Set up Sublime Text for Laravel Development

Published December 30th, 2017
4 minute read
This was written over two years ago, so some information might be outdated. Frameworks and best practices change. The web moves fast! You may need to adjust a few things if you follow this article word for word.

Interested in using Sublime Text for Laravel Development? Here's how to set it up from scratch like a Pro!

If you're still using Sublime Text, I would highly recommend that you check out Visual Studio Code instead. It outclasses sublime text in nearly every way, has a massive community and is open source!

Setting up your tools properly as a web developer can drastically improve your productivity. This article will show you how to setup sublime text for Laravel development and outline a few packages and settings that could make a big impact on your workflow. Although your final setup may differ from mine, this will at least give you an idea of how I go about setting up my development machines.

Step One: Install Sublime

First, install sublime text from here. This one should be a no-brainer, but I thought I'd mention it in case you hadn't done it yet!

Step Two: Install Package Control

Our second step is to install package control. You should be able to hit Ctrl + Shift + P (Cmd on mac) and find the Install Package Control command. If you for some reason don't see that command in the list, you can alternatively install package control following the directions found here. This involves opening up the sublime console (not your normal terminal!) and pasting in the command found on their install page. To open the console, go to View > Show Console in sublime text.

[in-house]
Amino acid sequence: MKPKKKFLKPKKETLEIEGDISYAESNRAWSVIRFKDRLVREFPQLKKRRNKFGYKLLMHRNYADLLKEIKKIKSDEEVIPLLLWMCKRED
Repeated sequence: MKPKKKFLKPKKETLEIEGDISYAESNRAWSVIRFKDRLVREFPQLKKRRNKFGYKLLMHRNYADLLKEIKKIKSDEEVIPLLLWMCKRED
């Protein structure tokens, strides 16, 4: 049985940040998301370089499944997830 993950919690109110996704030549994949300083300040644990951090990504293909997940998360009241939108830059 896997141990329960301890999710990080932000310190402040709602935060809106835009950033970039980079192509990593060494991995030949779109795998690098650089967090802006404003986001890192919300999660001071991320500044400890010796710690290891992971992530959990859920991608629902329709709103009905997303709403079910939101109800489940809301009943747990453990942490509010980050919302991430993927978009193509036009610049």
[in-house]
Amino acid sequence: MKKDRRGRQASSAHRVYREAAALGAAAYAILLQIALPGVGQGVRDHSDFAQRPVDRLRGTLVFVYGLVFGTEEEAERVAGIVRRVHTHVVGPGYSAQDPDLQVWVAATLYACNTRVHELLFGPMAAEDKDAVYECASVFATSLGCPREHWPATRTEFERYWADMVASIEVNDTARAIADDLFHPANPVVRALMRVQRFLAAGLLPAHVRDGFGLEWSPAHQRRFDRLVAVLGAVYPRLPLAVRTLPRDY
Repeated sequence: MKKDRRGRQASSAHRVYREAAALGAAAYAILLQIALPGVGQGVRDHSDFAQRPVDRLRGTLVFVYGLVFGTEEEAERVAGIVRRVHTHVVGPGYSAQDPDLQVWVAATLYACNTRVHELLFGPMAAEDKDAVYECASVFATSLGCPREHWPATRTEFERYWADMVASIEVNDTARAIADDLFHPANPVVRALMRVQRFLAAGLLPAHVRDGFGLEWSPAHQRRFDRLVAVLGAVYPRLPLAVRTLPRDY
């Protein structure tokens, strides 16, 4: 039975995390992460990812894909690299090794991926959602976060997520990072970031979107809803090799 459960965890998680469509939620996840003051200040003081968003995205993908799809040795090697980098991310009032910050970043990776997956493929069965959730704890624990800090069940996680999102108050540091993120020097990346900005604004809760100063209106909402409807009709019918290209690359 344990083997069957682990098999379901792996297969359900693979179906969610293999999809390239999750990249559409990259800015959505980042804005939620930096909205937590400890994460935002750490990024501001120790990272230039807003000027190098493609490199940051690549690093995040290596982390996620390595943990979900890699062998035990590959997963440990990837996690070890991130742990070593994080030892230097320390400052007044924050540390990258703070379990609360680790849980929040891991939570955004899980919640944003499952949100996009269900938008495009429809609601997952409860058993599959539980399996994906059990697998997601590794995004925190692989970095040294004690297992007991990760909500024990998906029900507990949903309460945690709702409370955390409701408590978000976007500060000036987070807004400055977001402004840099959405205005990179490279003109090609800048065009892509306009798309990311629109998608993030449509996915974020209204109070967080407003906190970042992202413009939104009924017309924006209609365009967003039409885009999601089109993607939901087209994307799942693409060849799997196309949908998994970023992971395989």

Step Three: Install Initial Packages

Now that we've got sublime and package control installed, we can use it to install all sorts of packages to improve the editor. To install a package, type Ctrl + Shift + P (Cmd on mac) and find the Package Control: Install Package command (start typing "Install Package" and you'll find it). From there, you can find and install tons of different packages from the package control registry. Your personal package preferences may vary (I'd encourage you to explore!), but I'll list the rough set that I use below:

* AdvancedNewFile
* Auto Semi-Colon
* BracketHighlighter
* ColorHighlighter
* DocBlockr
* DotENV
* Emmet
* GitGutter
* Githubinator
* Material Theme _(this is just the theme I use)_
* Laravel Blade Highlighter
* Laravel Blade Spacer
* Laravel Docs
* Sass
* SidebarEnhancements
* SublimeLinter _(language definitions are separate!)_
* SublimeLinter-php
* Vue Syntax Highlight

Once you've finished installing your first set of plugins, it's usually a good idea to restart sublime text before we move on to configuring things.

Step Four: Configuration

Now that we've installed everything, it's time to configure some basic editor and package settings. You can hit Ctrl + , (Cmd on mac) to see the sublime preferences. All of the defaults are on the left, and your user-specific preferences are on the right. Just like the packages you install, your individual preferences file will likely differ from mine, that's totally okay! Here are the most important contents of my sublime user settings file. Note that the first step for me is always to remove Vintage from the ignored_packages entry in the settings file.


"ignored_packages": [],
"always_show_minimap_viewport": true,
"bold_folder_labels": true,
"font_options": ["gray_antialias", "subpixel_antialias"],
"indent_guide_options": ["draw_normal", "draw_active"], // Highlight active indent
"line_padding_bottom": 6,
"line_padding_top": 6,
"overlay_scroll_bars": "enabled",
"highlight_line": true,
"rulers": [80],
"translate_tabs_to_spaces": true,

Key Bindings Sublime Text > Preferences > Key Bindings
If you're like me and you like to enable Vintage (vim) mode, mapping jj to easily get from edit mode back to command mode is a must!

    "keys": ["j", "j"],
    "command": "exit_insert_mode",
    "context": [
      { "key": "setting.command_mode", "operand": false },
      { "key": "setting.is_widget", "operand": false }

This should give you a general idea of how I configure Sublime Text on my development machines. As always, if you have any questions, you can find me on twitter

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